Deep in the Cambridgeshire fens, Laura is living alone with her 12-year old daughter Beth, in the old tollhouse known as Ninepins. She’s in the habit of renting out the pumphouse, once a fen drainage station, to students, but this year she’s been persuaded to take in 17-year-old Willow, a care-leaver with a dubious past, on the recommendation of her social worker, Vince. Is Willow dangerous or just vulnerable? It’s possible she was once guilty of arson; her mother’s hippy life is gradually revealed as something more sinister; and Beth is in trouble at school and out of it. Laura’s carefully ordered world seems to be getting out of control. With the tension of a thriller, NINEPINS explores the idea of family, and the volatile and changing relationships between mothers and daughters, in a landscape that is beautiful but – as they all discover – perilous.
Note on review: where links are gathered around an author’s name these lead to reviews of the author’s books.
I’ve had this book waiting for review for a while, when I got it I intended to make it my next read in paperback, but I was really struggling with The Good Angel of Death (which is weird because I normally love Kurkov
) and ended up reading it for more than a month without getting very far. Eventually I decided I was in a bit of a slump (I started having trouble with the book I was reading on kindle too), I read Olivia Joules
, and then Big Fish
before returning to The Good Angel of Death but still couldn’t really get anywhere with it. So I decided to read Ninepins, partly because I felt a little guilty for leaving it so long (usually review novels go straight to the top of my pile) and partly because I remembered it as something that sounded easy to read.
Well in a way my memories were off. I was imagining something vaguely chick-litty, although maybe more sophisticated. I was wrong. Ninepins wasn’t hard to read, but it was far from chick-lit like too. Actually it kind of reminded me of Kate Morton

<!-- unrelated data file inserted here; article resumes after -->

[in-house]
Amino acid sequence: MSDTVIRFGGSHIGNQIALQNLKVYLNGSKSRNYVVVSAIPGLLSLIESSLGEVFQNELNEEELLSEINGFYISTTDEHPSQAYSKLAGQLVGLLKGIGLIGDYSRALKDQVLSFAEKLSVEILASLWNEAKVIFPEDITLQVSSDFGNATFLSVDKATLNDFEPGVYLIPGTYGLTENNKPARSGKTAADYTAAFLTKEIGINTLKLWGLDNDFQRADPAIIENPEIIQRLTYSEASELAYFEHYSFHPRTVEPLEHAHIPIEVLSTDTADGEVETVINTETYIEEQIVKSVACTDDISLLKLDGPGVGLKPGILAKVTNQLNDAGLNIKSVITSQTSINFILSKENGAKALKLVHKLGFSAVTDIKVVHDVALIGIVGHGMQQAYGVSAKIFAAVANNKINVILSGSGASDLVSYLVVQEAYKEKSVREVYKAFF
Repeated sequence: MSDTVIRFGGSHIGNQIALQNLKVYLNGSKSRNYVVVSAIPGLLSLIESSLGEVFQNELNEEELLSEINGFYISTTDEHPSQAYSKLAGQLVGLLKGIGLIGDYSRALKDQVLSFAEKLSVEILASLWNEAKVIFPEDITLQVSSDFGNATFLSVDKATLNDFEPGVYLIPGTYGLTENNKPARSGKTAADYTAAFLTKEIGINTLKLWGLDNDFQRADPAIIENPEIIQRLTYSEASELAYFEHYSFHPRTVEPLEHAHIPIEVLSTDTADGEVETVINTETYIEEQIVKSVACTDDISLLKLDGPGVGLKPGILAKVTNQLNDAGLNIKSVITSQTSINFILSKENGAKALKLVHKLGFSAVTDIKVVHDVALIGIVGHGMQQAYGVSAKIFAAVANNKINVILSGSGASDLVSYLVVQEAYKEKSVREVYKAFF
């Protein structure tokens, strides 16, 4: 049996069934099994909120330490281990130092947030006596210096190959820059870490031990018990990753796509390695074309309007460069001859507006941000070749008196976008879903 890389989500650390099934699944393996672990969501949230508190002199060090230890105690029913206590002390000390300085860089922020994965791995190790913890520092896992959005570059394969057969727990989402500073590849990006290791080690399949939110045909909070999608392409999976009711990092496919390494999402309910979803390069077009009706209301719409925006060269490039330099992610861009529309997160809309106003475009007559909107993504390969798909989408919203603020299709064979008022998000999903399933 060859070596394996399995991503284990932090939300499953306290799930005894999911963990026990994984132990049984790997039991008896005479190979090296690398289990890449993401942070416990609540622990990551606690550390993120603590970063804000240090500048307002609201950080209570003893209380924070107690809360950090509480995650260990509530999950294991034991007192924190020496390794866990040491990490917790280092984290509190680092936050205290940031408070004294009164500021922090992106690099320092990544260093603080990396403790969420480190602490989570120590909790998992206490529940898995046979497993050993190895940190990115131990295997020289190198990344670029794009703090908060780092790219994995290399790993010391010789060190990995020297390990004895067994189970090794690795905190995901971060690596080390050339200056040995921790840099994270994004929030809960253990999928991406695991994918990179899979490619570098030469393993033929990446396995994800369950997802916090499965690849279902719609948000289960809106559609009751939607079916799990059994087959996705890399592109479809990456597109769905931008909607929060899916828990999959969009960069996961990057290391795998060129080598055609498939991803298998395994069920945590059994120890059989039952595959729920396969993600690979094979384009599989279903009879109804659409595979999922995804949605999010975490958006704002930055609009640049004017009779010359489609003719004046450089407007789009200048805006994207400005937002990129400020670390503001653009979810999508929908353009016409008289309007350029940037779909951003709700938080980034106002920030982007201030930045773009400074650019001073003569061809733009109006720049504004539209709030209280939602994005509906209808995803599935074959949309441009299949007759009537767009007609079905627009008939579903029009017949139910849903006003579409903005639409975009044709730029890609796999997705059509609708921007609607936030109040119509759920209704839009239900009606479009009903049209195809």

. There was the same kind of atmosphere built using the surroundings (a little gothic at times in fact, which I always like in a novel). There was also the family issue centre and hints of a big secret, although actually the secret, while never revealed fully was quite easy to guess at.
I thought that the way Thornton was able to make you feel about the characters, especially Beth and Laura, was clever. Beth was a pretty stereotypical teenager, not exactly a rebel but certainly testing some boundaries and trying to gain a bit much independence. Laura (whose voice the novel was told in) was understandable frustrated by this but despite the fact that you should be siding with Laura I found actually I had a lot of sympathy for Beth and found that Laura was a bit stifling. In fact at points I even found she was a little stifling to Willow despite the fact she was only meant to be Willow’s landlady. That didn’t mean that I didn’t see her viewpoint, or feel sympathy for her but sometimes I just wanted her to relax and let go, or let someone else take responsibility for once.
I did really enjoy it however. I think it’s one fans of Linda Gillard would enjoy
, and (maybe to a slightly lesser extent, as it’s less of a mystery and more of a family novel) Kate Morton’s fans may well appreciate it too.
There are no other reviews of Ninepins on my blog list. If you have reviewed it feel free to leave me a link in comments and I will add it here.